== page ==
Tuesday, 12 August 2014
"Man goes to doctor. Says he's depressed. Says life is harsh and cruel. Says he feels all alone in a threatening world. Doctor says, "Treatment is simple. The great clown Pagliacci is in town tonight. Go see him. That should pick you up." Man bursts into tears. Says, "But doctor... I am Pagliacci."
What is it about the funny guy? He's the one who's always laughing, the one who carries the life and soul of the party, the guy who is the fallback for every conversation, every joke, every twist of the story. He makes your night out better, he plays child-like with the children, his natural default is energy, twinkly eyes and huge grinning.
Until we received the awful, shocking news that depression had claimed one of the world's truly greatest funny men, a man whose very life was dedicated to building up the happiness of others through his portrayals of various timeless and defining characters, we hadn't heard a lot about Robin Williams in the media recently.
As it stands, he left behind four major films which are yet to be released, from the animated voice over of the dog in Absolutely Anything to a Christmas film which is to be released on November 7th called, Merry Friggin' Christmas, which although I suppose will be absolutely hilarious and great, will be an extremely hard one for us all to watch - Robin was still very much the sought-after working actor, and for good reason.
We all know his legacy of films - for many of us, they shaped our very childhoods. Aladdin, Mrs Doubtfire, Flubber, Jumanji, Patch Adams; heck this guy was so good, he was the only guy who made a grown-up Peter Pan in Hook a feasible and completely believable idea.
He'd had turmoil in his life, like many of us do, and he battled bi-polar and addiction. He'd had two divorces, and was living with his third wife, and is the father of three children (and we all know that no matter what we face in life, our children are our biggest joy and our biggest challenge.) He'd also recently had a major heart operation and faced a few stints in rehab.
His career never really courted any controversy. Here was Hollywood's funny man. As the tributes, which have been pouring in from all over the world, from people who knew him and worked alongside him, to others who perhaps served him in shops or knew someone who knew him say, he was the sweetest, the kindest, the funniest.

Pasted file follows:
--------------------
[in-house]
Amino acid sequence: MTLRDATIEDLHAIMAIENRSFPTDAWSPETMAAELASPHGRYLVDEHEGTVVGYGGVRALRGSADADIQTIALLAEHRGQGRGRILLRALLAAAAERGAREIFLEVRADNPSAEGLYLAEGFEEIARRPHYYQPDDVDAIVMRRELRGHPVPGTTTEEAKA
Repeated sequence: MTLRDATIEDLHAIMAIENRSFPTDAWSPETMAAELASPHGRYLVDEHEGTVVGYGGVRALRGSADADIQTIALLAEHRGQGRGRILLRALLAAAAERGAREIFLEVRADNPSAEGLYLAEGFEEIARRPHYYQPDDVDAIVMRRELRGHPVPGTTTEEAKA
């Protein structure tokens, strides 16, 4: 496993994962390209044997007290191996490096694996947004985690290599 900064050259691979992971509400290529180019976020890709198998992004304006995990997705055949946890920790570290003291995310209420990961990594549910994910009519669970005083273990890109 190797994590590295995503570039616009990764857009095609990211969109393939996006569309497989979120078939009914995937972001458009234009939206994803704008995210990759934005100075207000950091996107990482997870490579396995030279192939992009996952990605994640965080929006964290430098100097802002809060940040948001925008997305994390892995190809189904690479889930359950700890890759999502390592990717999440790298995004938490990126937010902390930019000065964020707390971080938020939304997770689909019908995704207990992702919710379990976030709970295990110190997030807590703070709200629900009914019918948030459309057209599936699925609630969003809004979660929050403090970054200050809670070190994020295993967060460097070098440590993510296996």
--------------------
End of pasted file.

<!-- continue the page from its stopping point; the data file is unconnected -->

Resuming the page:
We always got the impression that he knew his worth. He was well respected by those around him - a huge credit to his character.
It's a terrifying and truly shocking idea that someone who was as loved, as admired, as sought-after, as wealthy, as funny, as kind-hearted could feel so much of the despair, as much of the complete pain, can be enveloped by the darkness in depression so much, that he no longer finds life bearable.
It is genuinely heartbreaking to think that this man, who brought so much pure, innocent joy and emotion into the lives of millions of people across the generations was so alone in his last moments; felt so alone in his last moments.
We'll probably never know what prompted such a wonderful man to take his own life. We can never know what pushed him so far into the void that day that he genuinely saw no other way out. All we can hope is that he has found his release now. Perhaps his laughter had been covering it for too long - perhaps he was finally tired of being the funny guy.
Depression is an awful thing. If you have never experienced it in your own life, it can be supremely difficult to understand it. Like the doctor's advice to Pagliacci, people often believe that it's possible to 'cheer up', to 'get over it', but if you are depressed this is not the case at all. There's no real quick fix.
The last time I wrote about PND, I spoke about how I believed myself that there was genuinely nothing wrong with me. That my own friends and family also didn't believe that there was anything wrong with me. It is so very easy to put on a face, pull up a front and get on with it all in front of an audience - well, it's not easy actually, but it's so much easier than actually letting anyone think that anything is wrong (and I'm not a huge Hollywood funny person whose life is focused on being the good time gal - the pressure Robin felt must have been massive).
My own grandfather suffered from a truly debilitating form of clinical depression through the latter years of his life, and I saw first hand the devastation that it caused, not only to his own life and experiences, but to the family and friends that surrounded him.
If we take one thing from Robin William's sudden and very heartbreaking death, it should be awareness. A general awareness of this awful, life-altering disease and the power it holds over even the greatest. It is completely undiscerning and very cruel. It cares not if you have a fabulous life or if you are quietly getting along.
We should also use this as a springboard to talk - talk about depression and how it is a real illness with very real symptoms and pain.
Some things which I have see lately as useful tools for aiding discussion on depression are the Black Dog books by Matthew Johnstone
There's two specifically - I had a Black Dog and Living With A Black Dog, which are particularly good, offering insight into the life of a person who is depressed or giving illustration to feelings for those who feel the presence of the Black Dog for themselves.
Please - there's no shame in feeling alone or lonely. There's no shame in needing a lift from those you love. And people - please be aware of those around you. Of how they might be feeling. Sometimes we are just not close enough.
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